There they were at the Grove Green Market. Even on a table filled with hot-pink dragon fruit and spotted beans, they catch the eye of everyone who passes by. Maybe it's because they look so surreal.
Green from a distance, the objects are speckled with blue hues upon closer inspection. These emerald giants barely fit into the palm of your hand and look more like props from a Harry Potter movie, where a farmer would sell dragon or griffin eggs at the local market. But these are real and of our world. They're emu eggs.
Though popular in Australia, emu eggs are a rare sight in Miami. But they shouldn't be.
Nick Bernal of Seasons Farm Fresh gets them from a local farmer who raises the giant birds (which can grow taller than six feet), and offers them at the Grove Green Market, held each Thursday afternoon.
The eggs are expensive ($15 apiece), but for good reason. Each yields about two cups of liquid goodness -- eight to ten times that of a chicken egg. They also have less saturated fat but a higher yolk concentration than a chicken egg, which makes them taste richer.
Emus are also less proficient layers than their smaller barnyard cousins, with each bird laying only one egg every three to four days.
I purchased an "emu fruit" and immediately had no idea what to do with it, although Bernal said to use it like an extremely large standard egg from a megachicken. He also suggested drilling a hole in the shell, instead of cracking it, to save it afterward.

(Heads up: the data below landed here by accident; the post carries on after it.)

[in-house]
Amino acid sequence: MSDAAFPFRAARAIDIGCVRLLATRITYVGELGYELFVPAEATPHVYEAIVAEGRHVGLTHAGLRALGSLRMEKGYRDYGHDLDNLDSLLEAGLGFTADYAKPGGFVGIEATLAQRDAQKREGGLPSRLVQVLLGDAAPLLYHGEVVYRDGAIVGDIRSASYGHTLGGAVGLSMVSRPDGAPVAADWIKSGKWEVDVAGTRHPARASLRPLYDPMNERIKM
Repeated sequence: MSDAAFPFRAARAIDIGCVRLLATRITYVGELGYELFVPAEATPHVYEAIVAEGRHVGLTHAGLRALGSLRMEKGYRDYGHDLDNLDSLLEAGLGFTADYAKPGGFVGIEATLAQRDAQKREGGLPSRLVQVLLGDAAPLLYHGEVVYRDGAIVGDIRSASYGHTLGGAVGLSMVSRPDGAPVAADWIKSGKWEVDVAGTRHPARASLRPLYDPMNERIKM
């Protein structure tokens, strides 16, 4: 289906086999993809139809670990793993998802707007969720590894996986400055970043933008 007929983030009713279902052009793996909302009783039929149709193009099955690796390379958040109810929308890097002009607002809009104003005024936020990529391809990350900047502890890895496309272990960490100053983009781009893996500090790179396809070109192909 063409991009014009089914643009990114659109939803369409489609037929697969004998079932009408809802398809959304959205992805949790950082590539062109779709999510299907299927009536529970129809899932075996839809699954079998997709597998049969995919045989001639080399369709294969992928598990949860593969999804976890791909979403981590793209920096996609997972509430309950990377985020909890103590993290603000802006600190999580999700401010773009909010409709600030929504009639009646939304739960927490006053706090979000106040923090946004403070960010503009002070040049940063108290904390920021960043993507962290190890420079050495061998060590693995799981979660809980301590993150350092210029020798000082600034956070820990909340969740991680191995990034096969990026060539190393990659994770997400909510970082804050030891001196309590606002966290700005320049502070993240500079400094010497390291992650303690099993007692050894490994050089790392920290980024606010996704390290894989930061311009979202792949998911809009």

A text to a chef friend (who shall remain nameless) proved fruitless. Usually pretty good with kitchen tips, he replied, "Ouch. No idea." I was on my own.
Because I had no drill, I improvised with a Phillips head screwdriver. I carefully made a hole on the top and bottom of the egg and blew out the inside, much like you do for Easter egg prep. Surprisingly, this was pretty easy to do, although I had to shake the egg, causing the yolk to break.
My dreams of a giant fried sunny-side-up masterpiece were shattered. Onto Plan B: The ultimate emu omelet.
I added a little milk, salt, pepper, fresh mushrooms, and diced tomatoes and peppers to the egg; poured everything into a hot, buttered pan; and then added cheese. The first time was a learning curve because I didn't have an oversize flat skillet, and the egg began to brown too much for a moment. But the result was fluffy and plentiful (more than enough for two people for dinner).
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It's hard to describe, but the experience was like eating an egg for the first time in color after you've downed countless breakfasts in black-and-white -- like when Dorothy travels from sepia-toned Kansas to Technicolor Munchkinland. The taste was that much richer and eggier. Plus, I now have a giant green egg hanging from a tree in my garden!
So if you ever spot an emu egg at a market, go for it. One egg will feed two to four people and make a wonderful lunch with a side salad. Plus, you can always sell the shell on eBay for $15 (thus recouping your investment).